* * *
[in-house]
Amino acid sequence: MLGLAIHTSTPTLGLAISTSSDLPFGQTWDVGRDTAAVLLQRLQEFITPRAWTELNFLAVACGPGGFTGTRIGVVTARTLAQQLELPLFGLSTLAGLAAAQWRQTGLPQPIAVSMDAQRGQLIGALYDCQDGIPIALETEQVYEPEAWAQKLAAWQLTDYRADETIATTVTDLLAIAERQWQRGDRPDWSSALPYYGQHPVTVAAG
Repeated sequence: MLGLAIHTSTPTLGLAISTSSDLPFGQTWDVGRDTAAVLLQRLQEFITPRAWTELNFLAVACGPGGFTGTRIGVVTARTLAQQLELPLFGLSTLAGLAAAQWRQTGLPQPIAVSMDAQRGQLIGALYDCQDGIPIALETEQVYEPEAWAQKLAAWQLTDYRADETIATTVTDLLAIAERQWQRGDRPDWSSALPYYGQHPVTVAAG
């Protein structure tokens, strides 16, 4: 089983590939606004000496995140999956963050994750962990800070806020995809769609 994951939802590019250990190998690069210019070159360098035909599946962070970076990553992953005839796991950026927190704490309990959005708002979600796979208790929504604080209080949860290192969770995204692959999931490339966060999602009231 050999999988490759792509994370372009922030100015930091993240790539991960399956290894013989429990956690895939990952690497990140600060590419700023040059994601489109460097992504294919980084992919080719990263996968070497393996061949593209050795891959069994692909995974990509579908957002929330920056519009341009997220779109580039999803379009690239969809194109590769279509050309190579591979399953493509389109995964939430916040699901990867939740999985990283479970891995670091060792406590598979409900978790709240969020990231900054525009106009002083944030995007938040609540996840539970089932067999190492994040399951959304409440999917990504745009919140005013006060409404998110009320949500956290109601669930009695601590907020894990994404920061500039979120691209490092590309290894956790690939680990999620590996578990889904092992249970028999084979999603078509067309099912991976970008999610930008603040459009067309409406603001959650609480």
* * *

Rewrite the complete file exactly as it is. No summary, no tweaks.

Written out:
[in-house]
Amino acid sequence: MLGLAIHTSTPTLGLAISTSSDLPFGQTWDVGRDTAAVLLQRLQEFITPRAWTELNFLAVACGPGGFTGTRIGVVTARTLAQQLELPLFGLSTLAGLAAAQWRQTGLPQPIAVSMDAQRGQLIGALYDCQDGIPIALETEQVYEPEAWAQKLAAWQLTDYRADETIATTVTDLLAIAERQWQRGDRPDWSSALPYYGQHPVTVAAG
Repeated sequence: MLGLAIHTSTPTLGLAISTSSDLPFGQTWDVGRDTAAVLLQRLQEFITPRAWTELNFLAVACGPGGFTGTRIGVVTARTLAQQLELPLFGLSTLAGLAAAQWRQTGLPQPIAVSMDAQRGQLIGALYDCQDGIPIALETEQVYEPEAWAQKLAAWQLTDYRADETIATTVTDLLAIAERQWQRGDRPDWSSALPYYGQHPVTVAAG
């Protein structure tokens, strides 16, 4: 089983590939606004000496995140999956963050994750962990800070806020995809769609 994951939802590019250990190998690069210019070159360098035909599946962070970076990553992953005839796991950026927190704490309990959005708002979600796979208790929504604080209080949860290192969770995204692959999931490339966060999602009231 050999999988490759792509994370372009922030100015930091993240790539991960399956290894013989429990956690895939990952690497990140600060590419700023040059994601489109460097992504294919980084992919080719990263996968070497393996061949593209050795891959069994692909995974990509579908957002929330920056519009341009997220779109580039999803379009690239969809194109590769279509050309190579591979399953493509389109995964939430916040699901990867939740999985990283479970891995670091060792406590598979409900978790709240969020990231900054525009106009002083944030995007938040609540996840539970089932067999190492994040399951959304409440999917990504745009919140005013006060409404998110009320949500956290109601669930009695601590907020894990994404920061500039979120691209490092590309290894956790690939680990999620590996578990889904092992249970028999084979999603078509067309099912991976970008999610930008603040459009067309409406603001959650609480």